# Fully Homomorphic Encryption over the Integers - perform an operation on an encrypted data

In Fully Homomorphic Encryption scheme represented here Fully Homomorphic Encryption over the Integers

In the Evaluate process (see section “3.1 The Construction” of the paper): $$Evaluate(pk, C, c1, \dots , ct):$$

Now…

1. If I want to do some operations on an encrypted data, should I convert that operation to a binary circuit, then do the operation, and re-encrypt the final result?

2. If I have this simple binary circuit below, how could I evaluate the process?

3. What is the data that will be passed to the Input A and input B?

4. And how can I determine the number of addition and multiplication operations that will be used?

I did not understand how to do it from the Paper.

It's actually straight-forward; we'll assume that all the inputs are either encrypted versions of 0, or encrypted version of 1; then:

• We can replace an AND gate with just an FHE multiplication of the two inputs:

$$AND(x,y) = x*y$$

Where $*$ is our Homeomorpic multiplcation operation. This obviously evaluates to an encrypted 1 if both of the inputs are encryped 1's; and an encrypted 0 if either of the inputs are encryped 0's

• To replace an exclusive or gate, we encrypt the constants 1 and -1, and then compute:

$$XOR(x,y) = x*(1 + (-1 * y)) + y*(1 + (-1 * x))$$

Where + is our homeomorphic addition operation, and 1 and -1 stand for our encrypted constants.

• To replace an or gate, we take our encrypted 1 and -1 constants, and compute:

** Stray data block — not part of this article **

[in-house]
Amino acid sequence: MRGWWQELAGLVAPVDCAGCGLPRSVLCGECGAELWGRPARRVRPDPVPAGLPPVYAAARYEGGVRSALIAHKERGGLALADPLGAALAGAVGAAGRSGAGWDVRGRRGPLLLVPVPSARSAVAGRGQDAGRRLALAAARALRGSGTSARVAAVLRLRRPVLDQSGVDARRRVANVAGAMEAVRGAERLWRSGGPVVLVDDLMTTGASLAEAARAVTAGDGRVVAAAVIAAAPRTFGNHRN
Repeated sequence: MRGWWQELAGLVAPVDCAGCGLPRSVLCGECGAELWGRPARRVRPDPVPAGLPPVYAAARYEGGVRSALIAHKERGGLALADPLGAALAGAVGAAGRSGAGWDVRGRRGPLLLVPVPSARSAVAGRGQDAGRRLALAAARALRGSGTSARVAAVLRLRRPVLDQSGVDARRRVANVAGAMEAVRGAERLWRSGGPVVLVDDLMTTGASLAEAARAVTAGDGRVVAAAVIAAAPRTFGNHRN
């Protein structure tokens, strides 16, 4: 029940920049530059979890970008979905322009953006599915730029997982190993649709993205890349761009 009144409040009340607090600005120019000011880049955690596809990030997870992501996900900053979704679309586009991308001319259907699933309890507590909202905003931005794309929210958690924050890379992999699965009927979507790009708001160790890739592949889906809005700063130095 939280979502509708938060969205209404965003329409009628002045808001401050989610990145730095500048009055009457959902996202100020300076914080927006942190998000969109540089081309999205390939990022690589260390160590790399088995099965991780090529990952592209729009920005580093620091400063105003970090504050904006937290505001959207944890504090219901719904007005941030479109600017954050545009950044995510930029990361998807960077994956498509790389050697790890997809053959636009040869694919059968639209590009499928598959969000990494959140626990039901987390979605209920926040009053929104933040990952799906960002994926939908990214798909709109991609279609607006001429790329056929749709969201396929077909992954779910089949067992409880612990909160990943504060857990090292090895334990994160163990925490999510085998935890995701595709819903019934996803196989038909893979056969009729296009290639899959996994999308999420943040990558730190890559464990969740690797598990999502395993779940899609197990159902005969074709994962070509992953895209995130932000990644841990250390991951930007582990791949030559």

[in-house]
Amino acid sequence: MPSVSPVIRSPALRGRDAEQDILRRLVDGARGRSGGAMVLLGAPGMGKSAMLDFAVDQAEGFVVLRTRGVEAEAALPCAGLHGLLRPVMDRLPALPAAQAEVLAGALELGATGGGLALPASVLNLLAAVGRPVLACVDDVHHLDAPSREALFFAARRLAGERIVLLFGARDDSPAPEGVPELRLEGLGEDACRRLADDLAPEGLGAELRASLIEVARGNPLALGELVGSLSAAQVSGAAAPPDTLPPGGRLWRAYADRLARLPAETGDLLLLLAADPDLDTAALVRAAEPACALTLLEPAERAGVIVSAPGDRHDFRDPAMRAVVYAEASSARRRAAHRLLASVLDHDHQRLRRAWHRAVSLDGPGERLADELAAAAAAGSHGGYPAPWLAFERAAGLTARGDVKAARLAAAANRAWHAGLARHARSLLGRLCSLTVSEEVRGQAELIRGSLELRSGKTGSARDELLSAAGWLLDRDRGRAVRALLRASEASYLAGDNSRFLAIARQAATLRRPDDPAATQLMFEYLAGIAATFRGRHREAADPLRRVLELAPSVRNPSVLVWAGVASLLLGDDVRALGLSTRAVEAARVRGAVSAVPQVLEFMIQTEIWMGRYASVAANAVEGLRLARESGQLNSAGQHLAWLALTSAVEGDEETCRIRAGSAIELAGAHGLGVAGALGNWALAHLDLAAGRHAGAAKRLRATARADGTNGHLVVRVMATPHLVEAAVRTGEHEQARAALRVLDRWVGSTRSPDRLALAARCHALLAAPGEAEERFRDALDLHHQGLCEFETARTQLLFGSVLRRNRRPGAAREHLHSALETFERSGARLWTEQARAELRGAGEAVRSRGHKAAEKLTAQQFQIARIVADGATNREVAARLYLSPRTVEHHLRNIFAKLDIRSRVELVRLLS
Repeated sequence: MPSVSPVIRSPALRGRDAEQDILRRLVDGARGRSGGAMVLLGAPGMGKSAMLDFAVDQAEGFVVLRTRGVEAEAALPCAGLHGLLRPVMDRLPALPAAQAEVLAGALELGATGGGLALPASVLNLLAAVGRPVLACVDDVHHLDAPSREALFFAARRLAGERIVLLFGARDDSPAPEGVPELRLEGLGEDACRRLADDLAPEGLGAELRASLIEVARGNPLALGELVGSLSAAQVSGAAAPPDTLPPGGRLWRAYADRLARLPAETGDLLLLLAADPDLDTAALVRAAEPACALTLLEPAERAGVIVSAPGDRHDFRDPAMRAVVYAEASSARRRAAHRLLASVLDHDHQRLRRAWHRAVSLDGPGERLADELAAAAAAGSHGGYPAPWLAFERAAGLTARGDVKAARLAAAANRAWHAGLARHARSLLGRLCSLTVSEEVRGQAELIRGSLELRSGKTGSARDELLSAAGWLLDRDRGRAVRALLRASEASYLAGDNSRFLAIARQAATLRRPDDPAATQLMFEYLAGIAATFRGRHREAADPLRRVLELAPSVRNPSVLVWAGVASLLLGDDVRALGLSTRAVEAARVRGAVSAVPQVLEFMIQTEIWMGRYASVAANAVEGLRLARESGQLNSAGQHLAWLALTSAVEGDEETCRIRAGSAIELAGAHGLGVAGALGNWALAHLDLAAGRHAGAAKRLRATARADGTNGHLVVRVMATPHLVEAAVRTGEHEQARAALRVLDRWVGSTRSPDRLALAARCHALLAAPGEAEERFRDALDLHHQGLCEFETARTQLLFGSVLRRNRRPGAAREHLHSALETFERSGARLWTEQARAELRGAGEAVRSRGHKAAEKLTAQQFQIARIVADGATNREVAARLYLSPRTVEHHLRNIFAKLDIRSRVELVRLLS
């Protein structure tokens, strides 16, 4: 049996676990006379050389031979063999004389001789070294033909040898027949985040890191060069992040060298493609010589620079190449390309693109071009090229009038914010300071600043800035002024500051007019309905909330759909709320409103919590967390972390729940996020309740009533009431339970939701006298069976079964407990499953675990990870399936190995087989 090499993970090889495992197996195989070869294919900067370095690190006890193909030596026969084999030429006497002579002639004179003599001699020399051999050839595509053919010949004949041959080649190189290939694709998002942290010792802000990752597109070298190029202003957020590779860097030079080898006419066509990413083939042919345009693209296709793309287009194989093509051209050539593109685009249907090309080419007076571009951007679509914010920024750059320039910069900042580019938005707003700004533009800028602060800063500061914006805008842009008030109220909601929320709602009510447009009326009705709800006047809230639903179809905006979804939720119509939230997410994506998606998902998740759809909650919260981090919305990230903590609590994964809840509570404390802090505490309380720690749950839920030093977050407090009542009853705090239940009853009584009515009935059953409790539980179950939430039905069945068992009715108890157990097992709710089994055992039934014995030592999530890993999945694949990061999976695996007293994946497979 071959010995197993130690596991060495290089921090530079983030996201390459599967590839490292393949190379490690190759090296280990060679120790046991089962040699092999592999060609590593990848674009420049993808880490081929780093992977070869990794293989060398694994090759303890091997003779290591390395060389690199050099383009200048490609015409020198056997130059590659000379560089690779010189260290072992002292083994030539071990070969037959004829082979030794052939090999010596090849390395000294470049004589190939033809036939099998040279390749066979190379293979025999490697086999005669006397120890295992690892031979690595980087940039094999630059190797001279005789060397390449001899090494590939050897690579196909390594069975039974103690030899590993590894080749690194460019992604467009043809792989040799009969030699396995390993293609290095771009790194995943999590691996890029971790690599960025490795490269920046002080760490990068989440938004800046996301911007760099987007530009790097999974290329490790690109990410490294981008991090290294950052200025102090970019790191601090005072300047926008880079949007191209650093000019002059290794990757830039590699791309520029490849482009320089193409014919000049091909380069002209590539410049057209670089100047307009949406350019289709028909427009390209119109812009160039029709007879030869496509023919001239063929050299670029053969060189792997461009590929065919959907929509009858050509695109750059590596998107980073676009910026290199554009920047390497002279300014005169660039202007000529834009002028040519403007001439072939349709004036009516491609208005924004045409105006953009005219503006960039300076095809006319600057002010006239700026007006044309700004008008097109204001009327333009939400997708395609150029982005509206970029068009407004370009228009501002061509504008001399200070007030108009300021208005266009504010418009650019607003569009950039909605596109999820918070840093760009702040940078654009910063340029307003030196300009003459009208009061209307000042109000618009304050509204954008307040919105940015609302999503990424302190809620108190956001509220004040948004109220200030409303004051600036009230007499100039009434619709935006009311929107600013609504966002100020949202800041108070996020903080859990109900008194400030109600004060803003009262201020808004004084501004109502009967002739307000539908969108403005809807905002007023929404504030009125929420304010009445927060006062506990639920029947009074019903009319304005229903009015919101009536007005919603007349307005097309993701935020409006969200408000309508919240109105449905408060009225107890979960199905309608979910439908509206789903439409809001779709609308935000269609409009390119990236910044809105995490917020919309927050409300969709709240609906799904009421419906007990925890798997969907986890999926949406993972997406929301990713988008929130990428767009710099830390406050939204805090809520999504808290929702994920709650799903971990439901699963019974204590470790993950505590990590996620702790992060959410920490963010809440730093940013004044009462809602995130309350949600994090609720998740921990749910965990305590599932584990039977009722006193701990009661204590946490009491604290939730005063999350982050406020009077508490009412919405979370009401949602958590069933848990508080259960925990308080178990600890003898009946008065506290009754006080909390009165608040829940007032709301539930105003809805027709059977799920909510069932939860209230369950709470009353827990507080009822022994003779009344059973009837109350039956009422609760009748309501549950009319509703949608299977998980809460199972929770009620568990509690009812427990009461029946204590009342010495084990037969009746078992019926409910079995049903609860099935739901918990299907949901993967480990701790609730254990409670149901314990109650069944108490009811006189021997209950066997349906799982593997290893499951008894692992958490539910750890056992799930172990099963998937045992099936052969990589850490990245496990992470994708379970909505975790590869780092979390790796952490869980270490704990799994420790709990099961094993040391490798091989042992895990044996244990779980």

$$OR(x,y) = 1 + -1 * (-1 + x) * (-1 + y)$$

• To replace a NOT gate (that doesn't appear in your circuit, but does come up in others), we compute:

$$NOT(x) = 1 + -1 * x$$

It is easy to see that, in all cases, if the inputs are restricted to encrypted 0 and encrypted 1, the result is either an encrypted 0 or an encrypted 1 (and which will be the logical result of the operation). Obviously, things can be simplified somewhat if our FHE operation includes a subtraction operation.

As for the number of operations used, we just translate each gate and count them up. On the other hand, this construction is really a proof that just addition and multiplication suffice to be complete operations (that is, given just those two operations, we can compute anything); when you look at operation count, it turns out to be quite inefficient.

• The fact that addition and multiplication can't turn 0s into a 1 shows that they are not complete operations. (However, addition and multiplication and $-1$ suffice to be complete operations.) – user991 Sep 23 '14 at 17:57
• @RickyDemer: with FHE, it is assumed that we can take any value, and generate an encrypted form of it with the public key. I assumed that as part of my demonstration; if those aren't available, the problem could include a fixed encryption of -1. – poncho Sep 23 '14 at 18:08
• $XOR(x,y)$ and $OR(x,y)$ can be simplified to $\:x+y+((-2)*x*y)$ $\hspace{2.15 in}$ and $\:x+y+((-1)*x*y)\:$ respectively. $\;\;\;$ – user991 Sep 23 '14 at 18:28
• @RickyDemer: cool! – poncho Sep 23 '14 at 18:32